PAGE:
The Canadian Geriatrics Society has over 500 members representing Specialists in Geriatric Medicine (both Royal College and Care of the Elderly), Medical Students and Residents and other physicians and members of allied health professions with an interest in the health care of older adult. The Canadian Geriatrics Society (CGS) was initially called the Canadian Society of Geriatric Medicine (CSGM). The foundation meeting of the CSGM was held in Toronto at the Royal York Hotel on September 16, 1981. There were thirty-nine individuals in attendance. The founding President was Dr. R.D.T. Cape of London, Ontario. Other Presidents of the Society have been Dr. J.A. MacDonell, Dr. R. Fisher, Dr. M. Baron, Dr. B.L. Beattie, Dr. R. Fox, Dr. D. Robertson, Dr. Peter MacCracken, Dr. Ken Rockwood, Dr. W.B. Dalziel, and Dr. D.B. Hogan. In 1999, the name of the organization was changed to the Canadian Geriatrics Society partly in an effort to broaden its base of potential members. The activities of the CGS have grown to include:
The Annual Scientific Meeting (ASM)
For over 35 years the CGS has hosted an annual meeting. Initially this meeting was focused on showcasing Canadian Research and provides networking opportunities. The ASM has grown to include Education Days for Residents in Geriatric Medicine as well as a separate day for Medical Students and a Continuing Medical Education Day for practicing physicians. For more information, please click here.
In 1998 Mature Medicine Canada was launched as a Canadian peer-reviewed journal that published papers focusing on the care of an aging population. In 2001 the publication received an endorsement from the Canadian Geriatrics Society and changed its name to Geriatrics Today: Journal of the Canadian Geriatrics Society.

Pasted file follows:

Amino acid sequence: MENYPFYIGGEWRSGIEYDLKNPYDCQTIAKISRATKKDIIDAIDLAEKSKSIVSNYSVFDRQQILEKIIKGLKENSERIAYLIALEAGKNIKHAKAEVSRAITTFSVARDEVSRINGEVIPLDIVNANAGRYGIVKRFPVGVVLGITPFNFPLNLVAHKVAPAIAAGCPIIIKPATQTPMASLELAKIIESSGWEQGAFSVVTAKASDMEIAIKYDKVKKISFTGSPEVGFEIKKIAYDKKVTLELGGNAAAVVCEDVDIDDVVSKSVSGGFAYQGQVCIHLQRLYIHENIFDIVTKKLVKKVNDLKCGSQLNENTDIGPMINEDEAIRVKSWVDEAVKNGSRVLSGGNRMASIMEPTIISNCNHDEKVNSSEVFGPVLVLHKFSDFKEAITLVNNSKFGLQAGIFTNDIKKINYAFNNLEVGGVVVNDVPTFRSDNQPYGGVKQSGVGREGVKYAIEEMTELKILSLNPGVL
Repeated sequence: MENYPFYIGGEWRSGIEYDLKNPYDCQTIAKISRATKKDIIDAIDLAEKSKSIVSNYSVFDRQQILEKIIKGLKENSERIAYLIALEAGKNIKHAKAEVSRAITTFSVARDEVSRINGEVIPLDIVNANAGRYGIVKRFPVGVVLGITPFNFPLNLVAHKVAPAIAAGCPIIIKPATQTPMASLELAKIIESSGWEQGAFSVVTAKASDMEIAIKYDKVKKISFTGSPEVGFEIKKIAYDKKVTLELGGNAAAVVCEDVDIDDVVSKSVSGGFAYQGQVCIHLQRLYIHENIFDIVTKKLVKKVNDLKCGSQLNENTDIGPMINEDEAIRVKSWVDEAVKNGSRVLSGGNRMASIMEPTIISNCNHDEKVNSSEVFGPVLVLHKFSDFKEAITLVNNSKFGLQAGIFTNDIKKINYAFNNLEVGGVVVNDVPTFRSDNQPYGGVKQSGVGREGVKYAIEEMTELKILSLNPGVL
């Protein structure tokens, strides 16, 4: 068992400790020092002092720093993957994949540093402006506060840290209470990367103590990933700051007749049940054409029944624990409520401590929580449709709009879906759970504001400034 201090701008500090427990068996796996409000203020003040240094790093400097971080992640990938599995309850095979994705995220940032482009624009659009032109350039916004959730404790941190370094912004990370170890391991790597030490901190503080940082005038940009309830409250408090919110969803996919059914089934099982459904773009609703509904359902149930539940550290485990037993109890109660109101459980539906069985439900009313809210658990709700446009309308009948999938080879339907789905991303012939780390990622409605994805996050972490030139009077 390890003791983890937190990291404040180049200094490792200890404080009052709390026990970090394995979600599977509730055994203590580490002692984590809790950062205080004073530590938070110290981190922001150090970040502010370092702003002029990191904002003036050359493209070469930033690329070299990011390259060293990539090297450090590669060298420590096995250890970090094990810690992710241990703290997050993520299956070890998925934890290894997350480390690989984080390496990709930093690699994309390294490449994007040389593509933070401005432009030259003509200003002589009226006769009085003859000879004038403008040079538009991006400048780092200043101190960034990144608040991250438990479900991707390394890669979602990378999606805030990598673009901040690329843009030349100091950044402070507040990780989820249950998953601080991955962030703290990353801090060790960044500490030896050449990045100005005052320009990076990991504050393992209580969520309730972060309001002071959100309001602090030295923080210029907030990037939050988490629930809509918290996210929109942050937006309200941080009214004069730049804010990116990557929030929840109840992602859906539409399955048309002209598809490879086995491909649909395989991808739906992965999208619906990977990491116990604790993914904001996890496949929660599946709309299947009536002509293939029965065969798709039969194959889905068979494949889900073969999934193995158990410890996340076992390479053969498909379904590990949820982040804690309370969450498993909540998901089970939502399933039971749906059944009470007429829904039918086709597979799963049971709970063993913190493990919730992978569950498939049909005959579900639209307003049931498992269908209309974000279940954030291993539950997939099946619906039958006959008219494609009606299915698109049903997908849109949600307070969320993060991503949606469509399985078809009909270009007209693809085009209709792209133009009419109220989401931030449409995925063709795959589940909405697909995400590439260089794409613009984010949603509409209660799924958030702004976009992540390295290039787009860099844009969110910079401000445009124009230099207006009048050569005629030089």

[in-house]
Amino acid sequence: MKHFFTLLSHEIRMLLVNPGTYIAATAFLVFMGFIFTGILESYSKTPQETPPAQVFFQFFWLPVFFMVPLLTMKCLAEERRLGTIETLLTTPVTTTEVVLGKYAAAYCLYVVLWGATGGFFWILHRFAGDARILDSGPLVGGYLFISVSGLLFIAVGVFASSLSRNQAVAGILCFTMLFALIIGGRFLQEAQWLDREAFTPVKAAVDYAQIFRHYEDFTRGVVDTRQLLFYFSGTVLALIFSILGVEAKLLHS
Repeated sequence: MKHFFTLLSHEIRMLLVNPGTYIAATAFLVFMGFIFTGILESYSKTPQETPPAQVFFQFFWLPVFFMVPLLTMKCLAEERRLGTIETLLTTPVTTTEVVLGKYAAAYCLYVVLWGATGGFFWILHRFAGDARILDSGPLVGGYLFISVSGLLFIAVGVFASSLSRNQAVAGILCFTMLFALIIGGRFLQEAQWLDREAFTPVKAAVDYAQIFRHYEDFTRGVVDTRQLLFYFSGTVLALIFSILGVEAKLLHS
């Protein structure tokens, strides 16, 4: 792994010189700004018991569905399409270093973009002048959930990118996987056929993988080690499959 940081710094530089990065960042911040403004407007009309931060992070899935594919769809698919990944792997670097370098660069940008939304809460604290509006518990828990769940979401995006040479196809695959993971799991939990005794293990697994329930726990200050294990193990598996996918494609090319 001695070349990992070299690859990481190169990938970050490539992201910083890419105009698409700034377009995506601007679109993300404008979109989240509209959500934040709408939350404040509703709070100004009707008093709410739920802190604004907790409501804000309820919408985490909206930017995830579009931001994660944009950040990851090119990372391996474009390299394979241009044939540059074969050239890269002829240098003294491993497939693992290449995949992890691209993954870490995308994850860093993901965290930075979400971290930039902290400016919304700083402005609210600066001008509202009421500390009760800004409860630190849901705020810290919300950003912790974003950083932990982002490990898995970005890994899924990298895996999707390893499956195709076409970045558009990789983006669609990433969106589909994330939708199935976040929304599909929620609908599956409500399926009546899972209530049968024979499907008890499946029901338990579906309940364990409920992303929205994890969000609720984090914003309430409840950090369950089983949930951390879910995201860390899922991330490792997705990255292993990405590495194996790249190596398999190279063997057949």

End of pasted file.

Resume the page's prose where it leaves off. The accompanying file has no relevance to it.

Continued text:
In 2004, the journal was purchased by Kenilworth Media and a year later ownership was transferred to Andrew John Publishing, and the name of the journal was changed to Canadian Journal of Geriatrics. In October 2006, the journal was purchased by Geriatrics & Aging, which unfortunately ceased operations in 2010.
In 2010 the Canadian Geriatrics Society reaffirmed their support for a peer-reviewed journal—but this time owned by the Society. As a result the Canadian Geriatrics Journal was created with an online, open-access format. This journal achieved National Library of Medicine/Pubmed indexing in 2011. Throughout its existence, the journal, by whatever name, has continued to publish original articles dealing with the conditions that afflict older Canadians.
Canadian Geriatrics Society Continuing Medical Education (CME) Journal, launch in 2011, is the first CME journal wholly owned and operated by the CGS. This is a free open access journal and can be accessed at www.geriatricsjournal.ca .
In 2012 National Geriatric Interest Group created their own publication call the NGIG Journal. It is the first entirely student-led national publication with a geriatric-focus and is available both electronically and in print.
Links to the journals are as follows:
CGS Scholarship Foundation